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DisplayLink Technology Expands into Japan with Mitsubishi’s First USB Monitor


New LCD solution delivers convenience, top performance while conserving energy

PALO ALTO, Calif.– Mitsubishi Electric Corp. is now shipping its first USB PC monitor powered by DisplayLink Corp.’s innovative network display technology.

Currently available in Japan, the new Mitsubishi WIDE LCD display (model RDT201WDL) is a 20.1-inch, wide-format system that relies on DisplayLink technology to give notebook users easy access to multi-monitor computing – all through one convenient USB connection.

In addition to its integrated USB display capabilities and 1680 x 1050 resolution, features a built-in Ethernet connection and a USB hub that allows users to connect a mouse directly to the monitor as well. All together, the display is a smart solution for any notebook user who wants to transform a notebook experience into a desktop experience with just one cable.

“Notebook PCs are perfect for working on a plane or train but not always so productive back at the office. The new Mitsubishi WIDE LCD display (model RDT201WDL) with DisplayLink’s USB technology helps give mobile workers the visual workspace they need with next to no hassle,” said Hamid Farzaneh, DisplayLink president and CEO. “Once again, a leading global electronics company has recognized that DisplayLink’s plug-and-play technology is the best choice for delivering exceptional performance across multiple screens.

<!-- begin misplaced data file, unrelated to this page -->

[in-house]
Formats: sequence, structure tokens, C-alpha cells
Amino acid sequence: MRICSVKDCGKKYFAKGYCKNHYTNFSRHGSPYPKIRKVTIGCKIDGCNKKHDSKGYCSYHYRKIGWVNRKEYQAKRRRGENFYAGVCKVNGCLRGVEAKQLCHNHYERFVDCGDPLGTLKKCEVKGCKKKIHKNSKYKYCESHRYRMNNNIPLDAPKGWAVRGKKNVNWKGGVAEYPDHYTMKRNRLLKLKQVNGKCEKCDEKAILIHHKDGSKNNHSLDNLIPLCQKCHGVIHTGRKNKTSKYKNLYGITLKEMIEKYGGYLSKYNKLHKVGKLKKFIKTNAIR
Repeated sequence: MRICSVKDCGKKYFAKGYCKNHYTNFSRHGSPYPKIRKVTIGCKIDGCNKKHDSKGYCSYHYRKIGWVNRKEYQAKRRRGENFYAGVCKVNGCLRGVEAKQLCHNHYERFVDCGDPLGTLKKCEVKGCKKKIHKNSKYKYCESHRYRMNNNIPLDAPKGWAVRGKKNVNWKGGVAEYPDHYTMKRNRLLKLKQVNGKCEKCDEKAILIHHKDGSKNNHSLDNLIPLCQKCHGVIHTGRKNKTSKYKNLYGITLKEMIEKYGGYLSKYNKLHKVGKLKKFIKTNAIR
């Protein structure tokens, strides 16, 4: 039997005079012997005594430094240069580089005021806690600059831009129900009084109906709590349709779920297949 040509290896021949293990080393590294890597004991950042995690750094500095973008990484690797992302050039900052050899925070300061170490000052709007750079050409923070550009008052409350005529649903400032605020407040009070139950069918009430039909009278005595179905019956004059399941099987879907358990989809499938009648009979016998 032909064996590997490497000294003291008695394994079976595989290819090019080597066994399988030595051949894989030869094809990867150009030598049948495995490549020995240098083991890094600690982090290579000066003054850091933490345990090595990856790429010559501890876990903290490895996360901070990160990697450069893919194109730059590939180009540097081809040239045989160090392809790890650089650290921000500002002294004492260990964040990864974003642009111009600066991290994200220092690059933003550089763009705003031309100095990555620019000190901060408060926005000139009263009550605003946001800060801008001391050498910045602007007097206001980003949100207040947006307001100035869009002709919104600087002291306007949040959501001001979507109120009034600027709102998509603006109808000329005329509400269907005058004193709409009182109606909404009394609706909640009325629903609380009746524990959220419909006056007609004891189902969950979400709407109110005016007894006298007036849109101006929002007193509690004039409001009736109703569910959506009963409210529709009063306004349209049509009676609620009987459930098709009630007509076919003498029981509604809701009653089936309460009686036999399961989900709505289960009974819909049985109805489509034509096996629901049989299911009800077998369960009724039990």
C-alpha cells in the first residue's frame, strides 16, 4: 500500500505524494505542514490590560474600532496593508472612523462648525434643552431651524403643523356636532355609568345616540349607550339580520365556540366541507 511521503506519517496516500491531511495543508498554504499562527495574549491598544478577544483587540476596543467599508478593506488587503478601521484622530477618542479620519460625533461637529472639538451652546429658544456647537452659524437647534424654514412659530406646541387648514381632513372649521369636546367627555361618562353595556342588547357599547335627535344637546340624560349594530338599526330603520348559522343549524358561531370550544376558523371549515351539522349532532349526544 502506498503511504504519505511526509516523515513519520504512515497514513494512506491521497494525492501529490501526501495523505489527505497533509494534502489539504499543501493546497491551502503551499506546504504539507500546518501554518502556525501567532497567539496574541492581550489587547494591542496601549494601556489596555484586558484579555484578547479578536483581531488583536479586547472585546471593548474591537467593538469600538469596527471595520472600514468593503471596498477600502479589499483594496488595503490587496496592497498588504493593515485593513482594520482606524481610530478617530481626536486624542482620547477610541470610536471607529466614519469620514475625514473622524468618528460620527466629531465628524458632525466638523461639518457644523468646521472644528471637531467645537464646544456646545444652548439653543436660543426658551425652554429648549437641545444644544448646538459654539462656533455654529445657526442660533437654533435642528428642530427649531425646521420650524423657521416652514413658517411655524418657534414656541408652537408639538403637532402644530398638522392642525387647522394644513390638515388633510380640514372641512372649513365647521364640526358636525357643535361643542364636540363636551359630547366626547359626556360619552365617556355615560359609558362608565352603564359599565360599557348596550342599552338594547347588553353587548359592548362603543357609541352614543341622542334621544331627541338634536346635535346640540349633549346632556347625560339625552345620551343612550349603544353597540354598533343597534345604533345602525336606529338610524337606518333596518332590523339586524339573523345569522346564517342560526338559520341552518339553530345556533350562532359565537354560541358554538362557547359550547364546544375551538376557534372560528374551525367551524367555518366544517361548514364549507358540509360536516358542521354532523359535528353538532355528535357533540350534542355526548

“The collaboration helps extend Mitsubishi’s proven LCD display leadership into the fast-growing USB monitor market, while also expanding the availability of DisplayLink’s innovations in Asia.”

Besides bringing convenience and performance, the new Mitsubishi WIDE LCD display (model RDT201WDL) is a sustainability standout. Its energy-saving feature allows people to choose three levels of energy usage, depending on their requirements, and an on-screen energy meter shows how much power is being consumed, promoting awareness of power usage. When compared to traditional LCD systems, the combined power-saving capabilities of the new Mitsubishi WIDE LCD display (model RDT201WDL) can decrease energy use by up to 36 percent.

Energy consumption is further minimized thanks to the nature of the embedded DisplayLink hardware and software that efficiently drives multi-monitor computing via USB. DisplayLink research shows that connecting one additional display via USB increases power use by just seven percent. But if users install a discrete graphics solution onto their PCs to enable another monitor, power usage jumps 67 percent.

“That’s an important – and costly – difference for any enterprise aiming to lead in ‘green IT,’” said Farzaneh.


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